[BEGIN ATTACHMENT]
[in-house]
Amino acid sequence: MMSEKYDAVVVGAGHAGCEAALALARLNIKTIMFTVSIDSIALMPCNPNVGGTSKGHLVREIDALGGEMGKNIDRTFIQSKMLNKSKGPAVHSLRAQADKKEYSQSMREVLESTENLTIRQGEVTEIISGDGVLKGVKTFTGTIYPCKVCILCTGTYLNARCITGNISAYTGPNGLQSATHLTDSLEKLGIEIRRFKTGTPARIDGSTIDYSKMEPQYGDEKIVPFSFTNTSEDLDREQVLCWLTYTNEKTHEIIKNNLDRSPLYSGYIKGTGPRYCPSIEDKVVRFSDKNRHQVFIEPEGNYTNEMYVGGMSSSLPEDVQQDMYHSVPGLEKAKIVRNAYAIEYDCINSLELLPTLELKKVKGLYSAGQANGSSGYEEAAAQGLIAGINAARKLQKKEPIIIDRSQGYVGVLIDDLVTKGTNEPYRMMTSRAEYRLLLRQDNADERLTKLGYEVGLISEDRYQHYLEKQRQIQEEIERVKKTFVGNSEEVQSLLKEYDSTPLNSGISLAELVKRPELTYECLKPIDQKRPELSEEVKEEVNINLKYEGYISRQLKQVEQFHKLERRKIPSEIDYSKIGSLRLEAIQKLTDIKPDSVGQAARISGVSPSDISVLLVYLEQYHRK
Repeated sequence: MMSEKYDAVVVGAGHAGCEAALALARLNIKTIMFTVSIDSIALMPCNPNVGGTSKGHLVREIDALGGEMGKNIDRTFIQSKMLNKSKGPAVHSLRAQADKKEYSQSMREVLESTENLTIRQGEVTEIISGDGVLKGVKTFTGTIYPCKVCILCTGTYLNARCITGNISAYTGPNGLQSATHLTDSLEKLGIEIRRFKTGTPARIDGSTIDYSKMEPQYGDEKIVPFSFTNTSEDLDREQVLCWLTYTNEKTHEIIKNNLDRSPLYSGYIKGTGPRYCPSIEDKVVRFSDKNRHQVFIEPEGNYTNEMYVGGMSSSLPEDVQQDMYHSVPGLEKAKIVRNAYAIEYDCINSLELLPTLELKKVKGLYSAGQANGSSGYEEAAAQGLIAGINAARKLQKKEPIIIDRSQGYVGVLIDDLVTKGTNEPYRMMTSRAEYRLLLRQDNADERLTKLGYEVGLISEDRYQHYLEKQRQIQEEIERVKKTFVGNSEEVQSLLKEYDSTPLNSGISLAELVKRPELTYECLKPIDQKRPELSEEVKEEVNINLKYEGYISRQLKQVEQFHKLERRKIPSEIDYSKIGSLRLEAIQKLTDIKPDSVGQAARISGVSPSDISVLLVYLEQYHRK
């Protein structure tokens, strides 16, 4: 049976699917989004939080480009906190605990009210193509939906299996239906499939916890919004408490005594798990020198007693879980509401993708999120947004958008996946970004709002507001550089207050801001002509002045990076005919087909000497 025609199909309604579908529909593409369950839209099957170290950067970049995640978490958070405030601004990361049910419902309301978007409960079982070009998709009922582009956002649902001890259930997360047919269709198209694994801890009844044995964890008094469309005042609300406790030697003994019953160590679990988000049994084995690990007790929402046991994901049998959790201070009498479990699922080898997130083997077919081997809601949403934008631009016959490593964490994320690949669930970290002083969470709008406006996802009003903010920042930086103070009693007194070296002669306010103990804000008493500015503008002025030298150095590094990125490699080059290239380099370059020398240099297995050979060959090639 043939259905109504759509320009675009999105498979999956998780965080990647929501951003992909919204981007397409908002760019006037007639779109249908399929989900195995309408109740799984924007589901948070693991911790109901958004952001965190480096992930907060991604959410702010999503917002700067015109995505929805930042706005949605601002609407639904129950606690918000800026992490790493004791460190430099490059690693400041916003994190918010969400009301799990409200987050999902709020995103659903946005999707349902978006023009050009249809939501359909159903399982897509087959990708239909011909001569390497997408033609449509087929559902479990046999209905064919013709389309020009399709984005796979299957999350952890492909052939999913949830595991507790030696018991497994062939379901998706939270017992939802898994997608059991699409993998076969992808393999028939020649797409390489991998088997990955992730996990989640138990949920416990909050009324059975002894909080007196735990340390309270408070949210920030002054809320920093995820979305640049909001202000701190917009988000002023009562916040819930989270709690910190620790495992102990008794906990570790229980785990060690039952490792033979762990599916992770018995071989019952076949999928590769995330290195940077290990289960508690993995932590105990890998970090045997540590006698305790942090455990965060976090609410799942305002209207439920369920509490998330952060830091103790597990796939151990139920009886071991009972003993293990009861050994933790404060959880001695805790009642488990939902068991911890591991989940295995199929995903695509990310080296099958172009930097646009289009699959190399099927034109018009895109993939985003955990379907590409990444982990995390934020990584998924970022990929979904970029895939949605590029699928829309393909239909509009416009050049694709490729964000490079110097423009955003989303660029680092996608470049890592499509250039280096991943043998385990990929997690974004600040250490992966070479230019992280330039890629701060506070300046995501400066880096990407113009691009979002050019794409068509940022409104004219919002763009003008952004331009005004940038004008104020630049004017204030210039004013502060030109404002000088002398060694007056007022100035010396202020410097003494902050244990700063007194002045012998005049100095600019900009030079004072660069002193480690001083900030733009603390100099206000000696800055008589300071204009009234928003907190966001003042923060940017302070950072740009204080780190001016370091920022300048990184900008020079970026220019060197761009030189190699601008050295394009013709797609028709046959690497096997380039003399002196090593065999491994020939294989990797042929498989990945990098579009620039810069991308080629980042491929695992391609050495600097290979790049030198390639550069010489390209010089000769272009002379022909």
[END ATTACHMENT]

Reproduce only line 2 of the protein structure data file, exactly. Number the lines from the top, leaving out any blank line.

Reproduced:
Amino acid sequence: MMSEKYDAVVVGAGHAGCEAALALARLNIKTIMFTVSIDSIALMPCNPNVGGTSKGHLVREIDALGGEMGKNIDRTFIQSKMLNKSKGPAVHSLRAQADKKEYSQSMREVLESTENLTIRQGEVTEIISGDGVLKGVKTFTGTIYPCKVCILCTGTYLNARCITGNISAYTGPNGLQSATHLTDSLEKLGIEIRRFKTGTPARIDGSTIDYSKMEPQYGDEKIVPFSFTNTSEDLDREQVLCWLTYTNEKTHEIIKNNLDRSPLYSGYIKGTGPRYCPSIEDKVVRFSDKNRHQVFIEPEGNYTNEMYVGGMSSSLPEDVQQDMYHSVPGLEKAKIVRNAYAIEYDCINSLELLPTLELKKVKGLYSAGQANGSSGYEEAAAQGLIAGINAARKLQKKEPIIIDRSQGYVGVLIDDLVTKGTNEPYRMMTSRAEYRLLLRQDNADERLTKLGYEVGLISEDRYQHYLEKQRQIQEEIERVKKTFVGNSEEVQSLLKEYDSTPLNSGISLAELVKRPELTYECLKPIDQKRPELSEEVKEEVNINLKYEGYISRQLKQVEQFHKLERRKIPSEIDYSKIGSLRLEAIQKLTDIKPDSVGQAARISGVSPSDISVLLVYLEQYHRK